Home' Trinidad and Tobago Guardian : September 12th 2014 Contents 2 Friday, September 12, 2014 • Issue 157
MM: How did you get into acting?
KB: Unofficially, I got into acting as a
youngster making action figure
movies with my cousins in San Juan.
Then we got the bright idea to 'star' in
our own movies, every action was
punctuated with "and then after" fol-
lowed by a quick slap from the adults
for being so loud with grammatical er-
rors. Officially, I got into acting writing
plays for the Drama Guild at my
church, so I wrote the plays, directed
them, and appeared in them, your reg-
MM: What about it attracted you
to the art form?
KB: The freedom to be whoever or
whatever you wanted to be at any
time in your imagination. Who knew
I'd grow up and get the chance to be a
transvestite prostitute on stage? Lim-
itless possibilities as an actor.
MM: Who inspires you?
KB: Heather Franco, Anne Lena St.
Rose Brooks and Millicent Franco.
MM:Talk about your experience
with Girlfriends Getaway.
KB: The Girlfriends' Getaway experi-
ence was awesome. If they'd shown
some of the bloopers at the end of the
movie you'd get the idea.
MM: What's your favourite TV
KB: One Born Every Minute. The
MM: What would be your dream
KB: To play a badass Papa Bois.
MM: How do you get in charac-
KB: Some level of research is
done. Then I have a stare down with
myself in the mirror thinking I am,
whomever my character is supposed
to be, followed by adding verbal affir-
mations that I am, whomever my
character is supposed to be.
MM: As an actor what obstacles
do you face?
KB: Currently, sourcing much-
needed funds to attend acting school
in the US.
MM: What do you think sets you
apart from other actors?
KB: Beside the obvious, being me
sets me apart. Having shared the
stage or screen with different actors
and we always end up saying to each
other "I like how you did this" or "that
thing you did with your hand was epic"
is testament that we, our minds, our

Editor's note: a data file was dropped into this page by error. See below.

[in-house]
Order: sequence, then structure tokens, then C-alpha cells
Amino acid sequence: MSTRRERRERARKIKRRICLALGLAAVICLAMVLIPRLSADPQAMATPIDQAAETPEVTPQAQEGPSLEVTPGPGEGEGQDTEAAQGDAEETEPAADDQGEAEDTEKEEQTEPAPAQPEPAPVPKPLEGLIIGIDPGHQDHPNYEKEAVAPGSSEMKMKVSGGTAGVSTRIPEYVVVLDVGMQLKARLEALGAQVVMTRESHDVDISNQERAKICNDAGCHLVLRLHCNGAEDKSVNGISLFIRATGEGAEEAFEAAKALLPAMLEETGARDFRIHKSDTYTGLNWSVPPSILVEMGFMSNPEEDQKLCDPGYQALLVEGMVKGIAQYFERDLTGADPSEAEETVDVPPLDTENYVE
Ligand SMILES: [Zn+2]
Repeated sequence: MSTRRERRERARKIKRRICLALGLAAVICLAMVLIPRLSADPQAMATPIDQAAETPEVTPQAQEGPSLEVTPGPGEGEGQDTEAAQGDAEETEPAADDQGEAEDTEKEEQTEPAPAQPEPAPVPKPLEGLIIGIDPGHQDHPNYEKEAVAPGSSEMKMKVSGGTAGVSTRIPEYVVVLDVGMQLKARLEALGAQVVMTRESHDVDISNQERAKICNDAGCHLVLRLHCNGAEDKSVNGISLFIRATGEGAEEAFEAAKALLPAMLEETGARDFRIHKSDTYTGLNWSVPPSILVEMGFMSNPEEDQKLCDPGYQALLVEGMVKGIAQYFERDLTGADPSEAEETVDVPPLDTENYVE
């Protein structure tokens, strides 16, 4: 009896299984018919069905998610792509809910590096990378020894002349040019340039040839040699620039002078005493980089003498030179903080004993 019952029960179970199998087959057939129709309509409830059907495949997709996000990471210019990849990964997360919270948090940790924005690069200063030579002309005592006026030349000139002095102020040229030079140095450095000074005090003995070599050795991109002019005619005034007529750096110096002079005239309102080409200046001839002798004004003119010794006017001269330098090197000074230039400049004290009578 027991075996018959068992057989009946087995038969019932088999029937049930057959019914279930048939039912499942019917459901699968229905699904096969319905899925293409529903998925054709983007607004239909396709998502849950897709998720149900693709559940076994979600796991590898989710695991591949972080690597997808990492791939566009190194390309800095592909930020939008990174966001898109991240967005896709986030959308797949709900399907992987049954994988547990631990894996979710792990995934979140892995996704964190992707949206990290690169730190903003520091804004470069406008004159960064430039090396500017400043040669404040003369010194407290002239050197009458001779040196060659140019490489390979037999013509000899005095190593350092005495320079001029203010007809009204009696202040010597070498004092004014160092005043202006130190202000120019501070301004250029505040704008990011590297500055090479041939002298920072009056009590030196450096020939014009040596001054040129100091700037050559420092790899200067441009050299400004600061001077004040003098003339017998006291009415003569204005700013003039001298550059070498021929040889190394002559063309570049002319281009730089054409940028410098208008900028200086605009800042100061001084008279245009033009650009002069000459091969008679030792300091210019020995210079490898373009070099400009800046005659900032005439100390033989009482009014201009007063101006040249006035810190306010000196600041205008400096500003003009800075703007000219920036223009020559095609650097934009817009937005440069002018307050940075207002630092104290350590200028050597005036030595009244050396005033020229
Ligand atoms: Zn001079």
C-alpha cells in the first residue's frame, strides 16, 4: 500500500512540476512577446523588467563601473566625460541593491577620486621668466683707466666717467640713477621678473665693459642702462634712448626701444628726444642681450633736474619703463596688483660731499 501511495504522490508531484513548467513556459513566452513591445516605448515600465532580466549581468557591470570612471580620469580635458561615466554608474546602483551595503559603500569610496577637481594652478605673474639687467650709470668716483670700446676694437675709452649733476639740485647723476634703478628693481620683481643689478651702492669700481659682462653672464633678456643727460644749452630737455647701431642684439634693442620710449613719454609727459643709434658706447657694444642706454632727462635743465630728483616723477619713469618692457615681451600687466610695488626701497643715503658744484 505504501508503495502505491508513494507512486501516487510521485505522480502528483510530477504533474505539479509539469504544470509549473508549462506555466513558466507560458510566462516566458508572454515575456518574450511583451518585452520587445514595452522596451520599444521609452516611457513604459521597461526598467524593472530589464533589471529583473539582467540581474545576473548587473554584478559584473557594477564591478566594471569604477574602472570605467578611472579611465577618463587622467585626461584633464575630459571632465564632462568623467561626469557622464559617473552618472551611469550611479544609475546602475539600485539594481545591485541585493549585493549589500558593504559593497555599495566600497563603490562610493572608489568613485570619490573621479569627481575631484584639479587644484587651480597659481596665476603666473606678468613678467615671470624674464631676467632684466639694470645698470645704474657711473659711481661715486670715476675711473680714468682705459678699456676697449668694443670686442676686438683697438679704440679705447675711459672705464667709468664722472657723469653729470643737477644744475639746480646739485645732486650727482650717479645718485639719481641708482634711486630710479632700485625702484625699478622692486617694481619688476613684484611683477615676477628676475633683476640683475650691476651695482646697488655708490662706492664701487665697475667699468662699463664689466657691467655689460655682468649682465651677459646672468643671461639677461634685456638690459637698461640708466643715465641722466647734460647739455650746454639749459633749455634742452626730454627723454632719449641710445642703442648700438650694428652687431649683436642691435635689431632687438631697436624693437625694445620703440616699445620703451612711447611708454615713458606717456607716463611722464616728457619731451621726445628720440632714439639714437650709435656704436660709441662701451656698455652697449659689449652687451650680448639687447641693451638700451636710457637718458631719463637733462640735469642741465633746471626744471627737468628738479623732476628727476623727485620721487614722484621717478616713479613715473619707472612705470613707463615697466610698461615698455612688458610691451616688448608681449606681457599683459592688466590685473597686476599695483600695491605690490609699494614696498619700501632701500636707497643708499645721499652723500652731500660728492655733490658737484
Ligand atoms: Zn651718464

processes, our different interpreta-
tions of the same thing is what sets
us apart as well us unites us as actors.
MM: How have you life experi-
ences helped you at your career?
KB: The emotions pegged to my life
experiences gives me somewhere to
go and something to rely on. And that
is one of the main ingredients that
would have helped and continue to
help my career.
Meet Kevon Brooks-a local actor with dreams of winning an Oscar. He's in
the movie Girlfriends' Getaway that was shot almost entirely in Trinidad.
He has ambitions to attend acting school and further his career with the
hopes of one day winning an Oscar.
Metro Magazine got a chance to ask him a few questions
His shaggy hair, lip piercing and faded sweater/jeans/sneakers combo, makes
Andrew McIntosh look every inch the indie rocker.
He's best known for being the pan-
playing front man of Skid"Nevely, a
local punk rock fusion band that went
on hiatus three years ago. He's also
one half of the rock ballad duo Buffalo
& Back with singer Jeff Wight.
But the 30-year-old is in a place of
transition. It's hard making a living in
Trinidad as a musician who performs
something other than covers or soca.
And McIntosh has been writing and
performing original rock songs, on and
off, for ten years.
"I miss performing so much. I've
started back practising with Skid, but I